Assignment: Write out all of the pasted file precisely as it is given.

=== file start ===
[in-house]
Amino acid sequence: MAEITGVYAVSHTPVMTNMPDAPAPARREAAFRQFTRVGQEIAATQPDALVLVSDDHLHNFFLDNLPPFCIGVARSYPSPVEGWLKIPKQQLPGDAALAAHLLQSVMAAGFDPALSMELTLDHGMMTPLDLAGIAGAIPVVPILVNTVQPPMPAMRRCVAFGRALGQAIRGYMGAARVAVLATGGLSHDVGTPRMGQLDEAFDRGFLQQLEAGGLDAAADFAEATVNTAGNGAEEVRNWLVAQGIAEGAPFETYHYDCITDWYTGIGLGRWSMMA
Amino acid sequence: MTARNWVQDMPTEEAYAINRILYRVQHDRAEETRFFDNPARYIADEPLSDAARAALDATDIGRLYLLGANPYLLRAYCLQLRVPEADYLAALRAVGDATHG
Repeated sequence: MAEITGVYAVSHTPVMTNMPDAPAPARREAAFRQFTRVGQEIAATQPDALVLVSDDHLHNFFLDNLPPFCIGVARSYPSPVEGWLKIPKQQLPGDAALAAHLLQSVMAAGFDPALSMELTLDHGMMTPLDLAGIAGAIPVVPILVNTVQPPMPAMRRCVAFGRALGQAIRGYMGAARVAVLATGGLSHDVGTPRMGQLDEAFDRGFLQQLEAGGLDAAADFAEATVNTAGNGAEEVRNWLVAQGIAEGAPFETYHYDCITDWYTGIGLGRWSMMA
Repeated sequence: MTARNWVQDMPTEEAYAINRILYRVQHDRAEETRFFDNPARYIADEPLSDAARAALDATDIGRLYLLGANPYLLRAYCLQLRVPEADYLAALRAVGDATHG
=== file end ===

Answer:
[in-house]
Amino acid sequence: MAEITGVYAVSHTPVMTNMPDAPAPARREAAFRQFTRVGQEIAATQPDALVLVSDDHLHNFFLDNLPPFCIGVARSYPSPVEGWLKIPKQQLPGDAALAAHLLQSVMAAGFDPALSMELTLDHGMMTPLDLAGIAGAIPVVPILVNTVQPPMPAMRRCVAFGRALGQAIRGYMGAARVAVLATGGLSHDVGTPRMGQLDEAFDRGFLQQLEAGGLDAAADFAEATVNTAGNGAEEVRNWLVAQGIAEGAPFETYHYDCITDWYTGIGLGRWSMMA
Amino acid sequence: MTARNWVQDMPTEEAYAINRILYRVQHDRAEETRFFDNPARYIADEPLSDAARAALDATDIGRLYLLGANPYLLRAYCLQLRVPEADYLAALRAVGDATHG
Repeated sequence: MAEITGVYAVSHTPVMTNMPDAPAPARREAAFRQFTRVGQEIAATQPDALVLVSDDHLHNFFLDNLPPFCIGVARSYPSPVEGWLKIPKQQLPGDAALAAHLLQSVMAAGFDPALSMELTLDHGMMTPLDLAGIAGAIPVVPILVNTVQPPMPAMRRCVAFGRALGQAIRGYMGAARVAVLATGGLSHDVGTPRMGQLDEAFDRGFLQQLEAGGLDAAADFAEATVNTAGNGAEEVRNWLVAQGIAEGAPFETYHYDCITDWYTGIGLGRWSMMA
Repeated sequence: MTARNWVQDMPTEEAYAINRILYRVQHDRAEETRFFDNPARYIADEPLSDAARAALDATDIGRLYLLGANPYLLRAYCLQLRVPEADYLAALRAVGDATHG